The opinion of the court was delivered by: Dennis L. Beck United States Magistrate Judge
ORDER DENYING PETITION FOR WRIT OF HABEAS CORPUS, DIRECTING CLERK OF COURT TO ENTER JUDGMENT IN FAVOR OF RESPONDENT, AND DECLINING TO ISSUE A CERTIFICATE OF APPEALABILITY [Doc. 38]
Petitioner is a state prisoner proceeding pro se with a petition for writ of habeas corpus pursuant to 28 U.S.C. § 2254. Pursuant to 28 U.S.C. § 636(c)(1), the parties have consented to the jurisdiction of the United States Magistrate Judge. Local Rule 305(b).
Following a jury trial in the Tulare County Superior Court, Petitioner was convicted of second degree murder with a weapon use enhancement. Petitioner was sentenced to a term of 16 years to life.
Petitioner filed a notice of appeal. On December 13, 2007, the California Court of Appeal, Fifth Appellate District affirmed the judgment.
Petitioner then filed a petition for review to the California Supreme Court, which was denied. He also filed a petition for writ of certiorari to the United States Supreme Court, which was also denied.
Petitioner filed a petition for writ of habeas corpus in the California Superior Court, Tulare County. The court denied the petition in a reasoned decision.
On March 12, 2009, Petitioner filed a petition for writ of habeas corpus in the California Court of Appeal, Fifth Appellate District. The court denied the petition without prejudice because Petitioner "failed to summarize all the facts pertinent to his challenges and to provide an adequate record."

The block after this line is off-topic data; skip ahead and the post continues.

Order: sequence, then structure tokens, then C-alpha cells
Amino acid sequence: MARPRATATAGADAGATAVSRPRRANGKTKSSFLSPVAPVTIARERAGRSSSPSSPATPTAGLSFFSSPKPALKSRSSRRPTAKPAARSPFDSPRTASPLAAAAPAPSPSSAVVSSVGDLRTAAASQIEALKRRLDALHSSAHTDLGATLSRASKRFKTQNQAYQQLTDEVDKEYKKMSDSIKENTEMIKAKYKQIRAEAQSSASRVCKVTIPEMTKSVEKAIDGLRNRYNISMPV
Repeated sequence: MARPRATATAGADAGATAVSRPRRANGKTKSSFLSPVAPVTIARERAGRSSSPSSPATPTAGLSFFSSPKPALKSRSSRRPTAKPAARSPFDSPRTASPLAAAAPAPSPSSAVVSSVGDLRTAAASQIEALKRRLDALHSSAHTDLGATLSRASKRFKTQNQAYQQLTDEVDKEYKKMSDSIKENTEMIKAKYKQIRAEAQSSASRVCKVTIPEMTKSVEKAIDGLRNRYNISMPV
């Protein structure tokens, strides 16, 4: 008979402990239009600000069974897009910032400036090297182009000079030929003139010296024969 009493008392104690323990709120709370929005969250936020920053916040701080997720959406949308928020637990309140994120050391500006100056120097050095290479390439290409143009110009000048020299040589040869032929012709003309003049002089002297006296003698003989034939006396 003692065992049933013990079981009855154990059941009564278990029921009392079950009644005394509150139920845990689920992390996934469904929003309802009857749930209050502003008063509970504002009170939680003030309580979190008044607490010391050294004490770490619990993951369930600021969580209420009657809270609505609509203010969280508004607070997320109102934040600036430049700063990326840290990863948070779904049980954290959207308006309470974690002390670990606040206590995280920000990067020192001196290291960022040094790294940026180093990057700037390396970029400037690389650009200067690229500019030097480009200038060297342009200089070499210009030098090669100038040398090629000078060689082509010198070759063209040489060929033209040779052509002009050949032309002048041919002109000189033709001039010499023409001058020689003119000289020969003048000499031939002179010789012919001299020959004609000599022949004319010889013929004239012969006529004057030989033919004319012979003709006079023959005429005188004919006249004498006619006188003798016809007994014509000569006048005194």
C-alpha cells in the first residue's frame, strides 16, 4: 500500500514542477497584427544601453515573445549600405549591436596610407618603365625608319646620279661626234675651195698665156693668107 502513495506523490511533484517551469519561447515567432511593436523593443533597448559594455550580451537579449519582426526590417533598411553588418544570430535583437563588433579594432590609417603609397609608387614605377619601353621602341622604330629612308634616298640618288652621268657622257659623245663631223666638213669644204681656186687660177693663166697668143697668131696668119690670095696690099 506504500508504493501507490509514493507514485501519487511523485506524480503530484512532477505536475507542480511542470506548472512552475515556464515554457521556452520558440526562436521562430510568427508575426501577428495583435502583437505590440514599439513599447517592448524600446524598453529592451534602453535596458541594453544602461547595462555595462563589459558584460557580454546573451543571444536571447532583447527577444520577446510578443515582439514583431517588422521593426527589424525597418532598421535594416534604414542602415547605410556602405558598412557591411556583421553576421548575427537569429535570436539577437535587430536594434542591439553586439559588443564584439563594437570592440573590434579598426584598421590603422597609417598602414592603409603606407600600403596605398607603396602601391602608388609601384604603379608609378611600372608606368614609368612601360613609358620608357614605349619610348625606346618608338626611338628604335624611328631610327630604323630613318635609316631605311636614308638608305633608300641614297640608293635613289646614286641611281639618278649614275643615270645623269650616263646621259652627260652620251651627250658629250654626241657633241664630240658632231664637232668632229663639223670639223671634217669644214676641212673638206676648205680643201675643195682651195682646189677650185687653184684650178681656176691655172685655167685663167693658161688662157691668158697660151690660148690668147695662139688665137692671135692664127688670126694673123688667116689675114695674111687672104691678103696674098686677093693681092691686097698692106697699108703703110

Petitioner thereafter filed a petition for writ of habeas corpus in the California Supreme Court, which was summarily denied with citation to In re Swain, 34 Cal.2d 300, 304 (1949).
Petitioner filed the instant petition for writ of habeas corpus on December 31, 2008.
On August 20, 2009, the Court granted Petitioner's motion to stay and hold the petition in abeyance while he returned to the state courts to exhaust the unexhausted claims.
On July 12, 2011, the Court granted Respondent's motion to dismiss the third amended petition as a mixed petition unless Petitioner elected to delete the unexhausted claims.
On July 22, 2011, Petitioner filed a fourth amended petition raising only the exhausted claims. Respondent filed an answer to the fourth amended petition on October 7, 2011, and Petitioner filed a reply on November 2, 2011.
The fatal stabbing in this case occurred on September 22, 2001. About two months earlier, the victim moved out of the residence she shared with [Petitioner]. The victim apparently did not reveal to [Petitioner] the address or phone number of her new residence. However, [Petitioner] continued to call the victim on the cell phone she used for work. A few days before the killing, the victim asked her work supervisor if her cell phone number could be changed because [Petitioner] was calling her. Although the victim's request for a new number was approved, it was not changed before she was killed.
On the evening of September 22, 2001, the victim attended a wedding reception for one of her male co-workers. She arrived at the reception hall at approximately 5:00 p.m., around the same time as her friend and co-worker, Virginia Contreras, and Contreras's date, Juan Moya. The three sat at a table near one of the exists of the reception hall.
About an hour later, [Petitioner] showed up. The victim, who had not mentioned [Petitioner] was going to be there, looked at Contreras with an expression of surprise. [Petitioner] came up to their table, presented the victim with a plastic red rose and asked if he could join them. The victim replied, "'Well, I guess, if you want.'"